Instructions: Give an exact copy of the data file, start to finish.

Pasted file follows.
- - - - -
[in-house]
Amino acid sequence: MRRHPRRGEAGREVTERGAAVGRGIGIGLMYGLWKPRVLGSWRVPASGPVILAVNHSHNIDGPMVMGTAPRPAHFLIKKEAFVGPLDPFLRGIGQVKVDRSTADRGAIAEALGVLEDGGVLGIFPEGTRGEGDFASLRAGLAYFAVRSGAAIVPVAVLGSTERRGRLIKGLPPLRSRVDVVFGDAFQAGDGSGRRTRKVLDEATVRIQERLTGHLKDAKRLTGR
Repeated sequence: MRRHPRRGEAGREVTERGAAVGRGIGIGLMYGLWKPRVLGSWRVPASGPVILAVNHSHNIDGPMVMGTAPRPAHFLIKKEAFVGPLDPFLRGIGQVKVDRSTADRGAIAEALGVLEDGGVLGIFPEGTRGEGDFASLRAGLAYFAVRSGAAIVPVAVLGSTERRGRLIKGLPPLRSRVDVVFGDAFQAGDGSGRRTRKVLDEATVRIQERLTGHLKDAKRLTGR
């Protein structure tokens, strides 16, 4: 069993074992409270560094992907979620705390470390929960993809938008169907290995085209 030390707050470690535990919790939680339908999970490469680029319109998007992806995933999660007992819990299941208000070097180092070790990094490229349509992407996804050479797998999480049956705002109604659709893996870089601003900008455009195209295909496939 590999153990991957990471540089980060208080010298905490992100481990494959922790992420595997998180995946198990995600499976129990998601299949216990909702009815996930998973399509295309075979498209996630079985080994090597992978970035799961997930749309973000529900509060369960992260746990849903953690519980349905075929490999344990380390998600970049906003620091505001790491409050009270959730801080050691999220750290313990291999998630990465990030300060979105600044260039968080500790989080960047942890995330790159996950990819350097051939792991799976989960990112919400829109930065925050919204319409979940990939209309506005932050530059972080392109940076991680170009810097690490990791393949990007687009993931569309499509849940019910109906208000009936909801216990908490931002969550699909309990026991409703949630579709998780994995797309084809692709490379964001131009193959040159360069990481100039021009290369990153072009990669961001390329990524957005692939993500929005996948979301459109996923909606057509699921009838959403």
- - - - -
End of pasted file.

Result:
[in-house]
Amino acid sequence: MRRHPRRGEAGREVTERGAAVGRGIGIGLMYGLWKPRVLGSWRVPASGPVILAVNHSHNIDGPMVMGTAPRPAHFLIKKEAFVGPLDPFLRGIGQVKVDRSTADRGAIAEALGVLEDGGVLGIFPEGTRGEGDFASLRAGLAYFAVRSGAAIVPVAVLGSTERRGRLIKGLPPLRSRVDVVFGDAFQAGDGSGRRTRKVLDEATVRIQERLTGHLKDAKRLTGR
Repeated sequence: MRRHPRRGEAGREVTERGAAVGRGIGIGLMYGLWKPRVLGSWRVPASGPVILAVNHSHNIDGPMVMGTAPRPAHFLIKKEAFVGPLDPFLRGIGQVKVDRSTADRGAIAEALGVLEDGGVLGIFPEGTRGEGDFASLRAGLAYFAVRSGAAIVPVAVLGSTERRGRLIKGLPPLRSRVDVVFGDAFQAGDGSGRRTRKVLDEATVRIQERLTGHLKDAKRLTGR
């Protein structure tokens, strides 16, 4: 069993074992409270560094992907979620705390470390929960993809938008169907290995085209 030390707050470690535990919790939680339908999970490469680029319109998007992806995933999660007992819990299941208000070097180092070790990094490229349509992407996804050479797998999480049956705002109604659709893996870089601003900008455009195209295909496939 590999153990991957990471540089980060208080010298905490992100481990494959922790992420595997998180995946198990995600499976129990998601299949216990909702009815996930998973399509295309075979498209996630079985080994090597992978970035799961997930749309973000529900509060369960992260746990849903953690519980349905075929490999344990380390998600970049906003620091505001790491409050009270959730801080050691999220750290313990291999998630990465990030300060979105600044260039968080500790989080960047942890995330790159996950990819350097051939792991799976989960990112919400829109930065925050919204319409979940990939209309506005932050530059972080392109940076991680170009810097690490990791393949990007687009993931569309499509849940019910109906208000009936909801216990908490931002969550699909309990026991409703949630579709998780994995797309084809692709490379964001131009193959040159360069990481100039021009290369990153072009990669961001390329990524957005692939993500929005996948979301459109996923909606057509699921009838959403």